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Title: An N-terminal glycine to cysteine mutation in the collagen COL1A1 gene produces moderately severe osteogenesis imperfecta

Abstract

Osteogenesis imperfecta (OI) is usually due to mutations in the type I procollagen genes COL1A1 and COL1A2. Point mutations close to the N-terminus are generally milder than those near the C-terminus of the molecule (the gradient hypothesis of collagen mutations). We describe a patient with moderately severe OI due to a mutation in the N-terminal portion of the triple helical domain of the {alpha}1(I) chain. Electrophoretic analysis of collagen isolated from fibroblast cultures suggested the abnormal presence of a cysteine in the N-terminal portion of the {alpha}1(I) chain. Five overlapping DNA fragments amplified from fibroblast RNA were screened for mutations using single strand conformational polymorphism (SSCP) and heteroduplex analyses. Direct DNA sequence analysis of the single positive fragment demonstrated a G to T transversion, corresponding to a glycine to cysteine substitution at position 226 of the triple helical domain of the {alpha}1(I) chain. The mutation was confirmed by restriction enzyme analysis of amplified genomic DNA. The mutation was not present in fibroblasts from either phenotypically normal parent. Combining this mutation with other reported mutations, glycine to cysteine substitutions at positions 205, 211, 223, and 226 produce a moderately severe phenotype whereas flanking mutations at positions 175 and 382 produce amore » mild phenotype. This data supports a regional rather than a gradient model of the relationship between the nature and location of type I collagen mutations and OI phenotype.« less

Authors:
; ;  [1]
  1. Cedars-Sinai Medical Center, Los Angeles, CA (United States)
Publication Date:
OSTI Identifier:
134778
Report Number(s):
CONF-941009-
Journal ID: AJHGAG; ISSN 0002-9297; TRN: 95:005313-1517
Resource Type:
Journal Article
Resource Relation:
Journal Name: American Journal of Human Genetics; Journal Volume: 55; Journal Issue: Suppl.3; Conference: 44. annual meeting of the American Society of Human Genetics, Montreal (Canada), 18-22 Oct 1994; Other Information: PBD: Sep 1994
Country of Publication:
United States
Language:
English
Subject:
55 BIOLOGY AND MEDICINE, BASIC STUDIES; COLLAGEN; GENES; SKELETAL DISEASES; PATIENTS; PHENOTYPE; GENE MUTATIONS; DNA SEQUENCING; GENE AMPLIFICATION; SCREENING; AMINO ACIDS; ELECTROPHORESIS

Citation Formats

Wilcox, W., Scott, L., and Cohn, D.. An N-terminal glycine to cysteine mutation in the collagen COL1A1 gene produces moderately severe osteogenesis imperfecta. United States: N. p., 1994. Web.
Wilcox, W., Scott, L., & Cohn, D.. An N-terminal glycine to cysteine mutation in the collagen COL1A1 gene produces moderately severe osteogenesis imperfecta. United States.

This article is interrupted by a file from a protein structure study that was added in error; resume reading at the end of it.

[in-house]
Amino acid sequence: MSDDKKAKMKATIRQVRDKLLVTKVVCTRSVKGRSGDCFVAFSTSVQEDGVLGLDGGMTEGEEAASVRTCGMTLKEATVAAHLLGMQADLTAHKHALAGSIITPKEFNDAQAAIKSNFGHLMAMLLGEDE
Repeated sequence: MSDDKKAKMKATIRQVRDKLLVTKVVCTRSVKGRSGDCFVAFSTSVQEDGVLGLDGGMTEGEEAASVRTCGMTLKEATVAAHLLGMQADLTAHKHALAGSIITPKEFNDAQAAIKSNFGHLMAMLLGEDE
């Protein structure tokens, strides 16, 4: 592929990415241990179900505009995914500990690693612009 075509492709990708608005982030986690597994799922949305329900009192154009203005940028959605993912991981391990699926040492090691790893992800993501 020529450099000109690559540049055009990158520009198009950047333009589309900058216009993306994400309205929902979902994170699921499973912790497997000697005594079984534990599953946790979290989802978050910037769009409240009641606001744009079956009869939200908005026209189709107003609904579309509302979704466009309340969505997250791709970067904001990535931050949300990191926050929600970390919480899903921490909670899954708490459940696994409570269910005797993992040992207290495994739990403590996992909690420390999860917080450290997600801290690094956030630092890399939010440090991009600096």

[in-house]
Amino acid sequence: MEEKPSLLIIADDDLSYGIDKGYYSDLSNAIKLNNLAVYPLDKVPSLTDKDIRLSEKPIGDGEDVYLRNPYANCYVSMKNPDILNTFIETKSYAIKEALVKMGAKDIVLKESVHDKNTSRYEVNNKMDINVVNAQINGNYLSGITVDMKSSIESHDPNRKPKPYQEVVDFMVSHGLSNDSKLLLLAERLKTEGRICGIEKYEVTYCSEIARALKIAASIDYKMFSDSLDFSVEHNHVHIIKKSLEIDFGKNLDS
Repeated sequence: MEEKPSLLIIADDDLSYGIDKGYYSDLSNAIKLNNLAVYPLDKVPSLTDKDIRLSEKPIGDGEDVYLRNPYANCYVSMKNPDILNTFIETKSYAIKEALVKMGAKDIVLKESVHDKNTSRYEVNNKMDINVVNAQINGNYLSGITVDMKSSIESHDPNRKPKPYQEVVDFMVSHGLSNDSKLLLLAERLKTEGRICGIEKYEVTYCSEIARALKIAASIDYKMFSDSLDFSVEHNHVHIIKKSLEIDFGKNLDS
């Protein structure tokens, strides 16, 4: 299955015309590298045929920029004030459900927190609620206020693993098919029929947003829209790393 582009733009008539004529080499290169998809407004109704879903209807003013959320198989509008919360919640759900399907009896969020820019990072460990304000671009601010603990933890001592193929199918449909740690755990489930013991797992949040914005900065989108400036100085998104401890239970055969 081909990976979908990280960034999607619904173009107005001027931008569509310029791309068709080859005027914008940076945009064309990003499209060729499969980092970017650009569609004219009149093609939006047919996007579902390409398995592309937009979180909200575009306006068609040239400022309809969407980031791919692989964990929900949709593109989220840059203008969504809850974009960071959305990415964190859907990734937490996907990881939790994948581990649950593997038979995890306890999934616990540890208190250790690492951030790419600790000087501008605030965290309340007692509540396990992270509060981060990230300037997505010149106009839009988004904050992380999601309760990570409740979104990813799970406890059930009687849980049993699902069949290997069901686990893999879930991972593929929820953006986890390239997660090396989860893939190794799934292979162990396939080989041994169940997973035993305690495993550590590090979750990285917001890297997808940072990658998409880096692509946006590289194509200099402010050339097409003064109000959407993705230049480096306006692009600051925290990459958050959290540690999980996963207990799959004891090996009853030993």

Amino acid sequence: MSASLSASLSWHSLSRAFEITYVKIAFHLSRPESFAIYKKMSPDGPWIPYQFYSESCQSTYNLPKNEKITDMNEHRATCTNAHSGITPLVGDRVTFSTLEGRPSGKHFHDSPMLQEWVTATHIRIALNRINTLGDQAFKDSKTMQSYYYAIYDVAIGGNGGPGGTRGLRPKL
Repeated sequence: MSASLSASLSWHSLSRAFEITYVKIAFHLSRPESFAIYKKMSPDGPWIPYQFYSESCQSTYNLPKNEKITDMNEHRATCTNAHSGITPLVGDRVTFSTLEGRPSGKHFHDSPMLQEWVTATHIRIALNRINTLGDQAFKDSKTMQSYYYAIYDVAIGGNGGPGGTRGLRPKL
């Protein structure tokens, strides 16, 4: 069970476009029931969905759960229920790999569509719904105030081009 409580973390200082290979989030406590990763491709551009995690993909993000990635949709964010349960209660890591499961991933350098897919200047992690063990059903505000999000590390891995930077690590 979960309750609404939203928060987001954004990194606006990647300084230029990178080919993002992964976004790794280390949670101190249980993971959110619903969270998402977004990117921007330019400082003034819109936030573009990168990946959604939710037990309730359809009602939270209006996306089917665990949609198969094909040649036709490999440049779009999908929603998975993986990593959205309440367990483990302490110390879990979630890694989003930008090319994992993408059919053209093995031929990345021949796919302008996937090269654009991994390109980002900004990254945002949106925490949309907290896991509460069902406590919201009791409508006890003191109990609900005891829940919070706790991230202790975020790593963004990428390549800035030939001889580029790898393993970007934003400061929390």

Wilcox, W., Scott, L., and Cohn, D.. Thu . "An N-terminal glycine to cysteine mutation in the collagen COL1A1 gene produces moderately severe osteogenesis imperfecta". United States.
@article{osti_134778,
title = {An N-terminal glycine to cysteine mutation in the collagen COL1A1 gene produces moderately severe osteogenesis imperfecta},
author = {Wilcox, W. and Scott, L. and Cohn, D.},
abstractNote = {Osteogenesis imperfecta (OI) is usually due to mutations in the type I procollagen genes COL1A1 and COL1A2. Point mutations close to the N-terminus are generally milder than those near the C-terminus of the molecule (the gradient hypothesis of collagen mutations). We describe a patient with moderately severe OI due to a mutation in the N-terminal portion of the triple helical domain of the {alpha}1(I) chain. Electrophoretic analysis of collagen isolated from fibroblast cultures suggested the abnormal presence of a cysteine in the N-terminal portion of the {alpha}1(I) chain. Five overlapping DNA fragments amplified from fibroblast RNA were screened for mutations using single strand conformational polymorphism (SSCP) and heteroduplex analyses. Direct DNA sequence analysis of the single positive fragment demonstrated a G to T transversion, corresponding to a glycine to cysteine substitution at position 226 of the triple helical domain of the {alpha}1(I) chain. The mutation was confirmed by restriction enzyme analysis of amplified genomic DNA. The mutation was not present in fibroblasts from either phenotypically normal parent. Combining this mutation with other reported mutations, glycine to cysteine substitutions at positions 205, 211, 223, and 226 produce a moderately severe phenotype whereas flanking mutations at positions 175 and 382 produce a mild phenotype. This data supports a regional rather than a gradient model of the relationship between the nature and location of type I collagen mutations and OI phenotype.},
doi = {},
journal = {American Journal of Human Genetics},
number = Suppl.3,
volume = 55,
place = {United States},
year = {Thu Sep 01 00:00:00 EDT 1994},
month = {Thu Sep 01 00:00:00 EDT 1994}
}